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Meeting the UK Government’s prevention agenda: primary care practitioners can be trained in skills to prevent disease and support self-management

Meeting the UK Government’s prevention agenda: primary care practitioners can be trained in skills to prevent disease and support self-management
Meeting the UK Government’s prevention agenda: primary care practitioners can be trained in skills to prevent disease and support self-management
Aims
The NHS Long Term Plan has a prevention focus and ambition to support patients to self-manage disease through improving health behaviours. An essential requirement of self-management is behaviour change, but many practitioners have not been trained in skills to support behaviour change. ‘Healthy Conversation Skills’ (HCS) training was developed at the University of Southampton for this purpose. This paper reports on a pilot study which aimed to assess the feasibility of primary care practitioners adopting HCS in their routine practice. It describes their experiences and level of competence post-training.

Methods
Health Education England (Wessex) commissioned HCS training for 18 primary care practitioners. Fifteen of these practitioners were subsequently observed in their consultations at one or two time points; face-to-face semi-structured, reflective feedback interviews were conducted immediately following the observations. Practitioners’ HCS competence was assessed from the observations and interviews using a previously developed and published coding rubric. The interview data were analysed thematically in order to understand practitioners’ experiences of using the new skills.

Results
Practitioners demonstrated competence in embedding the skills into their routine practice following HCS training. They reflected on how patients liked being asked questions, the usefulness of setting SMARTER goals and the power of listening. They could also identify facilitators of skill use and ways to overcome challenges such as patients with competing priorities and organisational constraints. They found the skills valuable as a way of empowering patients to make changes to manage their own health.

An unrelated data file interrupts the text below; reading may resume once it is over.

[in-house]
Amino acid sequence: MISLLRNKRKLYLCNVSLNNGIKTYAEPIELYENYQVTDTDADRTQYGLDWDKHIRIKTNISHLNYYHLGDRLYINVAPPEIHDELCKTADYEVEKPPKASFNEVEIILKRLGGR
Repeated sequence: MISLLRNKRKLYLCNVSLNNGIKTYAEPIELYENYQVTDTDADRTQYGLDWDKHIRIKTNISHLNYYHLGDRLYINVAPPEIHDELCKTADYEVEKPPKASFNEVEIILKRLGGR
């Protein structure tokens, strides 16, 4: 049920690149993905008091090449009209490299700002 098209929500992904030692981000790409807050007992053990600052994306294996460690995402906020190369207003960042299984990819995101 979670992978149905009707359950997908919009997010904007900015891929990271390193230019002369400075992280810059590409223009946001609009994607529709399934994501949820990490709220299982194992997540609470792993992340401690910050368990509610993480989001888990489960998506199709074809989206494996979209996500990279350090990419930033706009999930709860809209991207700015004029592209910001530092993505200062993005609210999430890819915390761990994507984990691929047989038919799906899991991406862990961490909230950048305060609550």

Conclusions
HCS are acceptable to primary care practitioners, can be readily adopted into their routine consultations and are a helpful strategy for supporting patients to make changes. HCS training has the potential to be a sustainable, scalable and effective way of contributing to the prevention agenda by supporting disease self-management, and hence of addressing today’s epidemic of lifestyle-related conditions
1757-9147
Lawrence, Wendy
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Watson, Daniella
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Barker, Hannah
d6a8b75f-432e-4825-ba6c-2db7a0e381c2
Vogel, Christina
768f1dcd-2697-4aae-95cc-ee2f6d63dff5
Rahman, Em
40dcaa0e-bf4a-4efa-928e-4c162b5030b7
Barker, Mary
374310ad-d308-44af-b6da-515bf5d2d6d2
Lawrence, Wendy
e9babc0a-02c9-41df-a289-7b18f17bf7d8
Watson, Daniella
26005c9f-779f-407b-b7e4-b7c9b812b6be
Barker, Hannah
d6a8b75f-432e-4825-ba6c-2db7a0e381c2
Vogel, Christina
768f1dcd-2697-4aae-95cc-ee2f6d63dff5
Rahman, Em
40dcaa0e-bf4a-4efa-928e-4c162b5030b7
Barker, Mary
374310ad-d308-44af-b6da-515bf5d2d6d2